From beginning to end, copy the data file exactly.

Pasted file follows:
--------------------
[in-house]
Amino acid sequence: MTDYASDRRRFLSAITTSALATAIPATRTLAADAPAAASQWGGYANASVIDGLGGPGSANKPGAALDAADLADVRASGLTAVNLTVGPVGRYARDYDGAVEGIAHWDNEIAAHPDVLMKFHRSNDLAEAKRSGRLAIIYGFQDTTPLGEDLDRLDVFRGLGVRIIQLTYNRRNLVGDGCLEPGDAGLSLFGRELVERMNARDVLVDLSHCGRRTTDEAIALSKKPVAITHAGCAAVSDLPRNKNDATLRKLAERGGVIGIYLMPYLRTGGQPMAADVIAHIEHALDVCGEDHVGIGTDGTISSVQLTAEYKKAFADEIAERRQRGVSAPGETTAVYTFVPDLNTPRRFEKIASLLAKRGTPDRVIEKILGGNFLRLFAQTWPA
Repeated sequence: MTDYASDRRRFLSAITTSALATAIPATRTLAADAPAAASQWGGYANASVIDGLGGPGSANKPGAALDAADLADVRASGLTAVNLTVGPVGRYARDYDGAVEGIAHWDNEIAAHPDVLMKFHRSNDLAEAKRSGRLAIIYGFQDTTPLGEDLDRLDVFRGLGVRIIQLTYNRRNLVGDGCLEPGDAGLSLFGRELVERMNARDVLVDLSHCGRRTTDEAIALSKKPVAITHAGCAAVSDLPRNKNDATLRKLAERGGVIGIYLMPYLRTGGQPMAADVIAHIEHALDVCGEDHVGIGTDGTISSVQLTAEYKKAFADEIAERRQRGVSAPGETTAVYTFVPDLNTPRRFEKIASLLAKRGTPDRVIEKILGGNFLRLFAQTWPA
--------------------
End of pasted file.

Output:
[in-house]
Amino acid sequence: MTDYASDRRRFLSAITTSALATAIPATRTLAADAPAAASQWGGYANASVIDGLGGPGSANKPGAALDAADLADVRASGLTAVNLTVGPVGRYARDYDGAVEGIAHWDNEIAAHPDVLMKFHRSNDLAEAKRSGRLAIIYGFQDTTPLGEDLDRLDVFRGLGVRIIQLTYNRRNLVGDGCLEPGDAGLSLFGRELVERMNARDVLVDLSHCGRRTTDEAIALSKKPVAITHAGCAAVSDLPRNKNDATLRKLAERGGVIGIYLMPYLRTGGQPMAADVIAHIEHALDVCGEDHVGIGTDGTISSVQLTAEYKKAFADEIAERRQRGVSAPGETTAVYTFVPDLNTPRRFEKIASLLAKRGTPDRVIEKILGGNFLRLFAQTWPA
Repeated sequence: MTDYASDRRRFLSAITTSALATAIPATRTLAADAPAAASQWGGYANASVIDGLGGPGSANKPGAALDAADLADVRASGLTAVNLTVGPVGRYARDYDGAVEGIAHWDNEIAAHPDVLMKFHRSNDLAEAKRSGRLAIIYGFQDTTPLGEDLDRLDVFRGLGVRIIQLTYNRRNLVGDGCLEPGDAGLSLFGRELVERMNARDVLVDLSHCGRRTTDEAIALSKKPVAITHAGCAAVSDLPRNKNDATLRKLAERGGVIGIYLMPYLRTGGQPMAADVIAHIEHALDVCGEDHVGIGTDGTISSVQLTAEYKKAFADEIAERRQRGVSAPGETTAVYTFVPDLNTPRRFEKIASLLAKRGTPDRVIEKILGGNFLRLFAQTWPA